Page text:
Carpenter's levels: bubble slightly off-center. Ok?

theresseJuly 19, 2010

Hello -

I mentioned this in another thread but I thought maybe posting the particular issue in the plumbing forum might help (?).

My wall-mounted kitchen faucet was installed by a plumber and is ever so slightly uneven (horizontally). My level shows the bubble in the center is slightly to the left, within the center lines (as opposed to exactly in the center of the lines). Is this acceptable? I saw it was off with my own eyes prior to pulling out the level...but admittedly I notice things like this more than others - e.g. when Xmas trees aren't straight and silly things like that.

I can't tell if I'm being too fussy, which is why I ask about how the levels work and to what degree of accuracy is acceptable.

I don't even know if ANYONE on the planet has the answer for this...if anyone even knows whether the bubble needs to be perfectly centered or can be off just a bit. Again, it's mostly within the lines, but the far left side of the bubble is sticking out just beyond the left line of the center lines, but barely.

Thank you!

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Level is level and any deviation is a deviation, but to some people close enough is close enough and to some level is level.

If you're paying for the job then you get to determine the acceptable tolerance but that has to be specifically pointed out to the trades people before the project and they have to observe your spec.

You can't assume that the people you hire will have the same attention to detail as you do or you'll get a faucet that is almost level. You can expect it but don't plan on it.

The first tool many of us bought was because the person we paid to do the job didn't do it as well as we would have so why pay them to do an inferior job? I'll just get the darn tool and do the job better myself.

    Bookmark   July 19, 2010 at 1:43AM
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Not an exact science, but maybe there is enough play to use a palm to nudge it level.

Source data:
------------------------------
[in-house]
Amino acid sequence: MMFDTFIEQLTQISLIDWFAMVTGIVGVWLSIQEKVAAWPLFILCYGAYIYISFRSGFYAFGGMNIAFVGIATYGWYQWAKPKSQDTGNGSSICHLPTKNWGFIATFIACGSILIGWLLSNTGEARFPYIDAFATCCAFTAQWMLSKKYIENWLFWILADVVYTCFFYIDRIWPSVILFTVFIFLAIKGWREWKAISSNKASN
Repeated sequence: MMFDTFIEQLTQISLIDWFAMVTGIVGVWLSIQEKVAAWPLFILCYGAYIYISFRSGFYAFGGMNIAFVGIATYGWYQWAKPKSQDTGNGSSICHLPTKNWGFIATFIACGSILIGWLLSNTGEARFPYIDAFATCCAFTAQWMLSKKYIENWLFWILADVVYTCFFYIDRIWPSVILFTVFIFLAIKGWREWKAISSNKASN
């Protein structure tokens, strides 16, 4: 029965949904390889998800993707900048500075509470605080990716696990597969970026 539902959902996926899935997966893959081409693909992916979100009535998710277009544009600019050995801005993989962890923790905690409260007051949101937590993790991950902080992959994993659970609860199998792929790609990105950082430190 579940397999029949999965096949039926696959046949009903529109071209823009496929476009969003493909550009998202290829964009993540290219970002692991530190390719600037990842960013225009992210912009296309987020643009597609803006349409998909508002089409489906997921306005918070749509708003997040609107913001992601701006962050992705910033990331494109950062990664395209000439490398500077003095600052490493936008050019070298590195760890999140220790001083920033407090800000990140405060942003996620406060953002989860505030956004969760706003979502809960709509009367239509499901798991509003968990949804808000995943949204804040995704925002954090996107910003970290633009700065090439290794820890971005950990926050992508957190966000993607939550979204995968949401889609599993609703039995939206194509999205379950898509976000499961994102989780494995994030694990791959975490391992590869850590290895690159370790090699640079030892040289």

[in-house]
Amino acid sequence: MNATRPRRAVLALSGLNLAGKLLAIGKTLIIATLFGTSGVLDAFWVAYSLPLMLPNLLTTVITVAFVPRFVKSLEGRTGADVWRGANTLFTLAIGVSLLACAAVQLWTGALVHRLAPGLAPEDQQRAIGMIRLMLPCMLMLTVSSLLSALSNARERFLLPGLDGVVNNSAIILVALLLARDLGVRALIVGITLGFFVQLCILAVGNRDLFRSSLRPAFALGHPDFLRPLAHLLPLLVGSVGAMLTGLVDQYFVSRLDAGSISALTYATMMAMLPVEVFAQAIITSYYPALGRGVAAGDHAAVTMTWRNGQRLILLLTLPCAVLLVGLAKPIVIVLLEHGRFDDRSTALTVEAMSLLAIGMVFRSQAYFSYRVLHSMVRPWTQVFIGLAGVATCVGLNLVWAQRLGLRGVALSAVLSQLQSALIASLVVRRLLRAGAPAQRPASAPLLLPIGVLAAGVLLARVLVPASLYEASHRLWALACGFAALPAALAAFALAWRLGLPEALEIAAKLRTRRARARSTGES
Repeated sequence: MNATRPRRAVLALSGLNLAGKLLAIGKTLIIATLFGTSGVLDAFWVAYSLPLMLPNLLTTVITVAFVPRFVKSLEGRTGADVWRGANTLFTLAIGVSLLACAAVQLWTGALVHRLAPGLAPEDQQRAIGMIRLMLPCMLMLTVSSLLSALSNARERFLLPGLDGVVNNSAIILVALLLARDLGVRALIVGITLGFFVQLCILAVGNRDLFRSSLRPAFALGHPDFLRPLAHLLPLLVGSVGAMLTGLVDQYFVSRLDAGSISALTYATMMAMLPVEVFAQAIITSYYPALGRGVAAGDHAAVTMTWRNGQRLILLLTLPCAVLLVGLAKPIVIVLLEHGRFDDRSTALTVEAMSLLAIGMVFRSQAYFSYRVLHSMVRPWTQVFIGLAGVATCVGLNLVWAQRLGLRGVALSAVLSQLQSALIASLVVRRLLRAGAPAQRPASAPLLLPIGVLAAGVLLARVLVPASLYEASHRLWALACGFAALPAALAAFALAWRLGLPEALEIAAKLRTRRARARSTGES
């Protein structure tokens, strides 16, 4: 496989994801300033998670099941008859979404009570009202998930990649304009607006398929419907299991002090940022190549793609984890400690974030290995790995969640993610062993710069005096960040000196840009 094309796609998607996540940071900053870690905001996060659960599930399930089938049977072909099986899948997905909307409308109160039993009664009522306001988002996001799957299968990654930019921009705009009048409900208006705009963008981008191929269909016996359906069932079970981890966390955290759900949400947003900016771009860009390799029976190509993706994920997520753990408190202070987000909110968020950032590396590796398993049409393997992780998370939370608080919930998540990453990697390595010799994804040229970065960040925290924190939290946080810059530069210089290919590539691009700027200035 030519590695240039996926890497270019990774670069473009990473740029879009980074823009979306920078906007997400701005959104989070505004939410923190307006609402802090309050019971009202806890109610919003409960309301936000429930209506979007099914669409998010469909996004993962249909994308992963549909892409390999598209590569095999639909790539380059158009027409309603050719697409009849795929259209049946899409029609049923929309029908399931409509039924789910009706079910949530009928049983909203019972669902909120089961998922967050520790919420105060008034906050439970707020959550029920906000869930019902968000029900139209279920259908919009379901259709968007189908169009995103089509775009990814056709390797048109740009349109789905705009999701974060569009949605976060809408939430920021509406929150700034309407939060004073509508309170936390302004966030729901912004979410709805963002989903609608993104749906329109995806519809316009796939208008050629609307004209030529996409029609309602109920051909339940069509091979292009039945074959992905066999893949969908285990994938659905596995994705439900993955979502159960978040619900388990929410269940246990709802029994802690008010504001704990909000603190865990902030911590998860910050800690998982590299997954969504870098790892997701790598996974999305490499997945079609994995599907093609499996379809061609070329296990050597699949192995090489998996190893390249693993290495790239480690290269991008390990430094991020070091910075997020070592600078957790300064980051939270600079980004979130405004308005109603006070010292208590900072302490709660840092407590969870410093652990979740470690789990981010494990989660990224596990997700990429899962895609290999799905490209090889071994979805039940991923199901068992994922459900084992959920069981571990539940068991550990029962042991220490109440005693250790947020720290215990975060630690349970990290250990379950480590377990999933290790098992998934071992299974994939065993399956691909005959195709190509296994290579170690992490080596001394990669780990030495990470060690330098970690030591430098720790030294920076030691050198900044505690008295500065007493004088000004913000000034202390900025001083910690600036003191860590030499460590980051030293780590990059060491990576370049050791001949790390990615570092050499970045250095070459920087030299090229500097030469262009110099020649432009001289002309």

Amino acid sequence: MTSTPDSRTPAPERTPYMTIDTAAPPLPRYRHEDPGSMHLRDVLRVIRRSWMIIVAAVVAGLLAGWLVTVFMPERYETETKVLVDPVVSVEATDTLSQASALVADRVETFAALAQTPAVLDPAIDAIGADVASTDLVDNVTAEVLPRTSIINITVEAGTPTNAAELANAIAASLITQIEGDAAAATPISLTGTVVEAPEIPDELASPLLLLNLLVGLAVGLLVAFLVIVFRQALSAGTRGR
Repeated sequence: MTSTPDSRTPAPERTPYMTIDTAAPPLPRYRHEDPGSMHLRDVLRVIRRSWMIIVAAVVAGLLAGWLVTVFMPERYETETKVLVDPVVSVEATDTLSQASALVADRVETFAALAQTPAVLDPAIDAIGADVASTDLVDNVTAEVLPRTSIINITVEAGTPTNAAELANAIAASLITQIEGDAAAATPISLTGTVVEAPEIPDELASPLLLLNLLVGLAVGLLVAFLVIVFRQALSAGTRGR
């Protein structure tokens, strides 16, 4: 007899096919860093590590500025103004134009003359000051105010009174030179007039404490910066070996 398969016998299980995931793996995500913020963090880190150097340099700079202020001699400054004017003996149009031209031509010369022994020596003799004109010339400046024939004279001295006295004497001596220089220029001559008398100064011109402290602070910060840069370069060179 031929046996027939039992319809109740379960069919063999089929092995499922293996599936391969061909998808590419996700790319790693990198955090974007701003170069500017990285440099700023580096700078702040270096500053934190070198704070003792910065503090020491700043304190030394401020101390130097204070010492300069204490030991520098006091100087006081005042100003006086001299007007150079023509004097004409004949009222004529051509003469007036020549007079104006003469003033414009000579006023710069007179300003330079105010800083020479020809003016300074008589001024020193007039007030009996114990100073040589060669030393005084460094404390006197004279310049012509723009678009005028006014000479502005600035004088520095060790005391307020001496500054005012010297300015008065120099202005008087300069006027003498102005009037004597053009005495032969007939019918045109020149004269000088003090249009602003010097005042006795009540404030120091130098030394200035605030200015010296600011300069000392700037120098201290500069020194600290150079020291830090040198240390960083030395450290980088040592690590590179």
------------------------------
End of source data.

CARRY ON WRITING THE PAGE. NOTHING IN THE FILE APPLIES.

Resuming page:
Bookmark   July 19, 2010 at 7:56AM
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Two questions. How long was the level? And how much did it cost? Get a level at least the same length as the sink. Hold up one side until level, Measure the gap, and decide.

    Bookmark   July 22, 2010 at 1:42AM
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Also take the level you have, set it on a flat surface, look at the bubble, turn it end to end, recheck bubble. Is there any difference in the bubble location? If so, your level may not be good. One more thing. Make sure there is no dirt or other debris causing a problem.

    Bookmark   July 22, 2010 at 1:49AM
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As was stated above, but also, a plumber is not necessarily a carpenter. My father-in-law was a plumber and a carpenter, but he was also a fast worker. His expression was: "It looks good from my house".

I think your problem is because of a plumber in a hurry, or maybe because the water lines weren't level and he didn't want to charge you to fix them too.

    Bookmark   July 22, 2010 at 6:06AM
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Once you're sure the level reads the same when turned around, lift the lower end until it reads level. That gap is the amount of space the lower end has to be moved upwards to make the thing level. It is possible to move this by hand force because pipes are not structural. Also, the higher end can be moved downwards. A piece of wood (e.g. about 18" long) can be used to both pull up the low side and push down the high side, without much effort. I'm assuming the movement will be a small fraction of an inch based on what you wrote in your first post.

Before doing this, it is good to verify all the above and a few other assumptions I've made about the supply pipes being move-able within a small range. The installer can tell you more about the pipes and how much "give" they have. The installer can tell you what he did to anchor the faucet, or whether he expected the pipes to hold it entirely. If you told us about the pipes in the wall and the anchoring that was done, it might be possible to advise more. Without knowing anything more, it is not possible to say whether moving the faucet into position will loosen it or make it stay once moved, and whether the movement will be bad for the pipes or OK.


    Bookmark   July 22, 2010 at 4:58PM
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